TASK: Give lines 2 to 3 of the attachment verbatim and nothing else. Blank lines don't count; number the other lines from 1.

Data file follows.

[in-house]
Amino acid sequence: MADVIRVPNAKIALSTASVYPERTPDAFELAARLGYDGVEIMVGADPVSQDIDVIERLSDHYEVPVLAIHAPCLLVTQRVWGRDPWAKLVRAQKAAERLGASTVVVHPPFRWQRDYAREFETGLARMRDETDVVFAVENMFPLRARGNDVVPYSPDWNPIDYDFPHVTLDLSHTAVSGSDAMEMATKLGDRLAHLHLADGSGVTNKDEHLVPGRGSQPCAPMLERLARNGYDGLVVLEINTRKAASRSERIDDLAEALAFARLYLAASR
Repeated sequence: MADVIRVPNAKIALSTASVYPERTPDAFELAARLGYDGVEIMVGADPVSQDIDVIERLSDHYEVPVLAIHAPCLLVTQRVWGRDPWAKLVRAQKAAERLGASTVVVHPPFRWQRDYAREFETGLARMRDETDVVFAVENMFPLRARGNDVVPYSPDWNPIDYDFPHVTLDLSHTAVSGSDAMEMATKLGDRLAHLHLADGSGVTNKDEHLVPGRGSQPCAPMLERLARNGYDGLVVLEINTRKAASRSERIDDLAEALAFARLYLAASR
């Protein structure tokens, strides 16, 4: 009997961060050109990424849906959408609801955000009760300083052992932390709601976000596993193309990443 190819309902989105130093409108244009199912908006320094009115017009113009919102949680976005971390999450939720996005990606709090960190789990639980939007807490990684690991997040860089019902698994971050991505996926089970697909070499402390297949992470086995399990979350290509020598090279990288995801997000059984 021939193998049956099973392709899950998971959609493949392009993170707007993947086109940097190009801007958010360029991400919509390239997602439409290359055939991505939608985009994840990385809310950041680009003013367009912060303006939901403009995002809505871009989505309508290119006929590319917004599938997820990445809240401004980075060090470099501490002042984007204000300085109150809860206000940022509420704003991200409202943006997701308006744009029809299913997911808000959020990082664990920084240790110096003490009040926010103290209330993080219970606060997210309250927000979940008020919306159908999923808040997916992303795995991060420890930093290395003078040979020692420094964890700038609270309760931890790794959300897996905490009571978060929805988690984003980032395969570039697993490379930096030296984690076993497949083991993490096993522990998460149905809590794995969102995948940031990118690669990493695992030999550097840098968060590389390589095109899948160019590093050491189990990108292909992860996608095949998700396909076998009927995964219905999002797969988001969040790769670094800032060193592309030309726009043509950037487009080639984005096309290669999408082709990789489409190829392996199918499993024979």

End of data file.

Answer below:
Amino acid sequence: MADVIRVPNAKIALSTASVYPERTPDAFELAARLGYDGVEIMVGADPVSQDIDVIERLSDHYEVPVLAIHAPCLLVTQRVWGRDPWAKLVRAQKAAERLGASTVVVHPPFRWQRDYAREFETGLARMRDETDVVFAVENMFPLRARGNDVVPYSPDWNPIDYDFPHVTLDLSHTAVSGSDAMEMATKLGDRLAHLHLADGSGVTNKDEHLVPGRGSQPCAPMLERLARNGYDGLVVLEINTRKAASRSERIDDLAEALAFARLYLAASR
Repeated sequence: MADVIRVPNAKIALSTASVYPERTPDAFELAARLGYDGVEIMVGADPVSQDIDVIERLSDHYEVPVLAIHAPCLLVTQRVWGRDPWAKLVRAQKAAERLGASTVVVHPPFRWQRDYAREFETGLARMRDETDVVFAVENMFPLRARGNDVVPYSPDWNPIDYDFPHVTLDLSHTAVSGSDAMEMATKLGDRLAHLHLADGSGVTNKDEHLVPGRGSQPCAPMLERLARNGYDGLVVLEINTRKAASRSERIDDLAEALAFARLYLAASR